The e-commerce site, eBay, became the first pre-loved fashion partner65 of ITV’s Love Island66 in 2022, replacing fashion etailer, I Saw It First.67 In its first year, the partnership resulted in a reported 24 per cent increase in new businesses joining the online marketplace, an astonishing 1600 per cent increase in searches for ‘pre-loved’,68 and ultimately the renewal of the fashion sponsorship.69 Then in May 2023, eBay became headline sponsor of the programme,70 which includes branding the channel idents,71 or short breaks, throughout the main programme and its related Unseen Bits and Aftersun. Putting circular fashion into the entertainment context appears to be achieving the impossible, gaining traction with a viewership traditionally aligned with fast fashion.72 It does this by acknowledging the circulation of fashion and entertainment within the one ecosystem which fashion consumers, and traditionally fast fashion consumers, are using and through which they are engaging. When it comes to resale, the consumer has already invested and the product continues to circulate, reforming the fashion consumer as both entertainer and entertained. What is intriguing about the Love Island and eBay partnership is that this presentation of fashion through entertainment also assists in engaging consumers in sustainability and circular fashion as a fun or even entertaining process. It is an example of a brand co-branding with a television programme, but in fact co-branding with fan communities which are already motivated towards collective action. To present sustainability as entertainment in this way facilitates the sort of cooperative response that is essential.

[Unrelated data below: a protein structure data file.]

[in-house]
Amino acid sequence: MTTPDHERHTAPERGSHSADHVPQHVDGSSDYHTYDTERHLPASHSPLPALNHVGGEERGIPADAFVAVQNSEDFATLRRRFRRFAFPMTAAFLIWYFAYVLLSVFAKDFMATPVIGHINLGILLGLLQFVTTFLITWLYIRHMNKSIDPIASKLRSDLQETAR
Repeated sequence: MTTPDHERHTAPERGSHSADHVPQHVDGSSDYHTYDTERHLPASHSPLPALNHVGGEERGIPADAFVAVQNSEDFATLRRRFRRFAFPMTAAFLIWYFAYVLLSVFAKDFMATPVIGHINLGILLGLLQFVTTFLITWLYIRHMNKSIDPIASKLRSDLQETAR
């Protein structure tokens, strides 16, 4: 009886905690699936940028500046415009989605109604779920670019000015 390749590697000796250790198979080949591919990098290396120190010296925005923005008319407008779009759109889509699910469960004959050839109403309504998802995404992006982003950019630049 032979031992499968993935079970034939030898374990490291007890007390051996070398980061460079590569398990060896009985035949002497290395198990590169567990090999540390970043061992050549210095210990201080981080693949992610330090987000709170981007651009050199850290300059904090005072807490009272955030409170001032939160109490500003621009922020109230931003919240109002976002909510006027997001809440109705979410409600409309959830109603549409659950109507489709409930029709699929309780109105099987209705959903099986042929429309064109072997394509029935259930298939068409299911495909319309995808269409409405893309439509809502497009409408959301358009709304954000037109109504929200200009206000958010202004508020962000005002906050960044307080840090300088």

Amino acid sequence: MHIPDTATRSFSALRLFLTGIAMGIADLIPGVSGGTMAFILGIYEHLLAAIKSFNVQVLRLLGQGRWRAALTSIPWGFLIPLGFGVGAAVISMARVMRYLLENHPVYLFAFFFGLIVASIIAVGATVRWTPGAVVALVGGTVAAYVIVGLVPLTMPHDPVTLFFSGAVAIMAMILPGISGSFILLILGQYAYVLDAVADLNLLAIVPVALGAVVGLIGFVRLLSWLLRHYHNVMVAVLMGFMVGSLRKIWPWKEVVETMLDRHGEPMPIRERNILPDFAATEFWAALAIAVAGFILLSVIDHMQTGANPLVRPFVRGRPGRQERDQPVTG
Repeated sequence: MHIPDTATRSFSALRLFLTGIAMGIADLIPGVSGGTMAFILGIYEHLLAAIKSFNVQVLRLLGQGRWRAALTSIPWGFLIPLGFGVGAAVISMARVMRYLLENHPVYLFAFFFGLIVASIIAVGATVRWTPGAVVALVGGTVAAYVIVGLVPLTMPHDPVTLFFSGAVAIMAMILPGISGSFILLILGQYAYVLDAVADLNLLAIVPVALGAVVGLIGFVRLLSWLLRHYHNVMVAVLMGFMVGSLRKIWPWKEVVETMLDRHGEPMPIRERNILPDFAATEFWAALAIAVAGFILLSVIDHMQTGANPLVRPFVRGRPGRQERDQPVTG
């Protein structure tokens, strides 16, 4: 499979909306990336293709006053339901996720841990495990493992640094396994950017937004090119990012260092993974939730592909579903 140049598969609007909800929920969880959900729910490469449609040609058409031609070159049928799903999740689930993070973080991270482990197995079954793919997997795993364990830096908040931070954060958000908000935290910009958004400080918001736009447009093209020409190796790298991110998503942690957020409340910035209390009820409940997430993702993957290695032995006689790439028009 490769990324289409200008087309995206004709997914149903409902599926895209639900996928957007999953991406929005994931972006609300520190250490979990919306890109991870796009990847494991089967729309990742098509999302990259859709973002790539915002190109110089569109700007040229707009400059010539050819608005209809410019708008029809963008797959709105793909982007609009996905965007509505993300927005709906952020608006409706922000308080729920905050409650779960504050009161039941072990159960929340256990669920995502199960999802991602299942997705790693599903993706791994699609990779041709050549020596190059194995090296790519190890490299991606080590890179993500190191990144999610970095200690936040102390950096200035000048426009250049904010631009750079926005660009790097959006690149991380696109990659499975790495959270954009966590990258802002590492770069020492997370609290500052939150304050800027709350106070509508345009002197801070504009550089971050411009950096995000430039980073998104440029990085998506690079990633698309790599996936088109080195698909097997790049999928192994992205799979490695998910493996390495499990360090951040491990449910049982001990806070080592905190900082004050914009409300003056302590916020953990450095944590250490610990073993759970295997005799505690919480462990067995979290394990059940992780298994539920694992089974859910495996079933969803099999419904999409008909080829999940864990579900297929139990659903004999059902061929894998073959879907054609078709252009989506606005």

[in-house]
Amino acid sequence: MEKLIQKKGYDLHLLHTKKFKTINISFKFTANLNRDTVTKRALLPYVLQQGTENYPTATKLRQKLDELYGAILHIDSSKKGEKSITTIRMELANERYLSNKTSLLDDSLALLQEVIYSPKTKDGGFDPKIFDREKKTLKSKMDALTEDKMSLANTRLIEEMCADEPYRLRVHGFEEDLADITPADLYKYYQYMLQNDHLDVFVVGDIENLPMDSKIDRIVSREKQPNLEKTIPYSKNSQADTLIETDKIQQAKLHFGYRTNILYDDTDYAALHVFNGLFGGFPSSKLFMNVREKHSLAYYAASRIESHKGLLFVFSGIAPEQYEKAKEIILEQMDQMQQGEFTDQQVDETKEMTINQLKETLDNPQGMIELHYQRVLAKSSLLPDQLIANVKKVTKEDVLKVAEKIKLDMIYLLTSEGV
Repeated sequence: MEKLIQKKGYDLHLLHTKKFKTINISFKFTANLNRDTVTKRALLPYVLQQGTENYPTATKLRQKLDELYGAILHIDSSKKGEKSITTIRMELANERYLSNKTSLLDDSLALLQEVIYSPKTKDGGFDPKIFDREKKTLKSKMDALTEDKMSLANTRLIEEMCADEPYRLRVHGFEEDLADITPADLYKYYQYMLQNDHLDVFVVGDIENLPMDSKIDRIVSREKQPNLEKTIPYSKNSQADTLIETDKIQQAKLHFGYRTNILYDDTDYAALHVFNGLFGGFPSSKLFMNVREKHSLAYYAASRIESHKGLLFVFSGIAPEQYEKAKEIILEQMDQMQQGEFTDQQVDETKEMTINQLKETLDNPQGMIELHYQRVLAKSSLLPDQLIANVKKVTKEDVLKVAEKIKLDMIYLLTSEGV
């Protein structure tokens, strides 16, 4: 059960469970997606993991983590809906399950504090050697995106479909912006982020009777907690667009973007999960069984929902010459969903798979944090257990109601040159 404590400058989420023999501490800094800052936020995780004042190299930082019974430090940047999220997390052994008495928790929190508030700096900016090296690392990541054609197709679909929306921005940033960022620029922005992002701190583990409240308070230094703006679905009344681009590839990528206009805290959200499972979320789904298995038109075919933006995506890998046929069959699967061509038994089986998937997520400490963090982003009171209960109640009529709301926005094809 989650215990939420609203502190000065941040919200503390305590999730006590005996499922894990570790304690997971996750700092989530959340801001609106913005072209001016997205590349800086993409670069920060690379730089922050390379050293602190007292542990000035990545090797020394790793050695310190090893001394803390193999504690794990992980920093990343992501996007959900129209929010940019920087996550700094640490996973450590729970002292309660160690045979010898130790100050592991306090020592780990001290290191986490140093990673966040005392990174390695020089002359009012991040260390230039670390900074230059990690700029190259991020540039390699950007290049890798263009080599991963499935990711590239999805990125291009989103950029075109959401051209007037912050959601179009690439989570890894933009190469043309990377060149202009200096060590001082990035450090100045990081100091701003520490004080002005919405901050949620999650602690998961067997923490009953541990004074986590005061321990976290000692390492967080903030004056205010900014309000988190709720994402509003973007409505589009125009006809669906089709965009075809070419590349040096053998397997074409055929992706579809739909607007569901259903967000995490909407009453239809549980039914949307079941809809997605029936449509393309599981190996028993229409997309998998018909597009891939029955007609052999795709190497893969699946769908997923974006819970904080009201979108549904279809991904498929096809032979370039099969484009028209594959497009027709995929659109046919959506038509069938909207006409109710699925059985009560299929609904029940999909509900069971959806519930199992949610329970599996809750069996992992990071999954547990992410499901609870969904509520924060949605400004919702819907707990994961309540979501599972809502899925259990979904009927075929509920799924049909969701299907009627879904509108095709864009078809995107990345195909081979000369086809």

In this resale ecosystem, consumers are developing a desire not for a particular brand identity, as the product brands are many and varied, but rather, a sustainable aesthetic sense, a sustainable taste that is motivated by focusing not on the individual or on the product, but on the ecosystem. In this context, eBay is operating in ways similar to a certification mark, endorsing a particular process behind the collection of products (resale) rather than a brand identity through the products themselves. The principles are the same – the mark emerges as a kind of regulatory principle as distinct from conventions of products and merchandising. In all these examples, the marks are creating a desire and aesthetic for sustainability. In this context, marks are becoming more important largely through their capacity for communication with other marks, such as recycling partners and other examples of co-branding through processes and sustainable practices.